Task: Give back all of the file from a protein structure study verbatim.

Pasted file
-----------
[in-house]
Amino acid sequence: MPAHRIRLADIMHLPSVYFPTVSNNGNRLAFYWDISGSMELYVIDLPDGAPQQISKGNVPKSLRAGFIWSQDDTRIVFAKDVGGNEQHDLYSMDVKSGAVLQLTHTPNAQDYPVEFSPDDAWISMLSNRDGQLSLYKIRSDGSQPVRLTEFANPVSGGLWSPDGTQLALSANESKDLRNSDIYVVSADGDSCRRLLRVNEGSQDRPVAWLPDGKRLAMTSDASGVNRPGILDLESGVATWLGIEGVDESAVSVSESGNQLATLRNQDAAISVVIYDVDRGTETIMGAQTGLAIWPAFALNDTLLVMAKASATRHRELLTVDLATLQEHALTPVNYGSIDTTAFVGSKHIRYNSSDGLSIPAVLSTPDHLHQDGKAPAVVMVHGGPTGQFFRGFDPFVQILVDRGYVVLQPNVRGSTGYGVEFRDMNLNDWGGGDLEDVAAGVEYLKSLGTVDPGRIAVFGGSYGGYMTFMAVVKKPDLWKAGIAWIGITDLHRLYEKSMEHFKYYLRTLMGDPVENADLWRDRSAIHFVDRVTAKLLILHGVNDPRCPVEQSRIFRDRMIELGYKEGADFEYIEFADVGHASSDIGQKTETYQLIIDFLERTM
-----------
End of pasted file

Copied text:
[in-house]
Amino acid sequence: MPAHRIRLADIMHLPSVYFPTVSNNGNRLAFYWDISGSMELYVIDLPDGAPQQISKGNVPKSLRAGFIWSQDDTRIVFAKDVGGNEQHDLYSMDVKSGAVLQLTHTPNAQDYPVEFSPDDAWISMLSNRDGQLSLYKIRSDGSQPVRLTEFANPVSGGLWSPDGTQLALSANESKDLRNSDIYVVSADGDSCRRLLRVNEGSQDRPVAWLPDGKRLAMTSDASGVNRPGILDLESGVATWLGIEGVDESAVSVSESGNQLATLRNQDAAISVVIYDVDRGTETIMGAQTGLAIWPAFALNDTLLVMAKASATRHRELLTVDLATLQEHALTPVNYGSIDTTAFVGSKHIRYNSSDGLSIPAVLSTPDHLHQDGKAPAVVMVHGGPTGQFFRGFDPFVQILVDRGYVVLQPNVRGSTGYGVEFRDMNLNDWGGGDLEDVAAGVEYLKSLGTVDPGRIAVFGGSYGGYMTFMAVVKKPDLWKAGIAWIGITDLHRLYEKSMEHFKYYLRTLMGDPVENADLWRDRSAIHFVDRVTAKLLILHGVNDPRCPVEQSRIFRDRMIELGYKEGADFEYIEFADVGHASSDIGQKTETYQLIIDFLERTM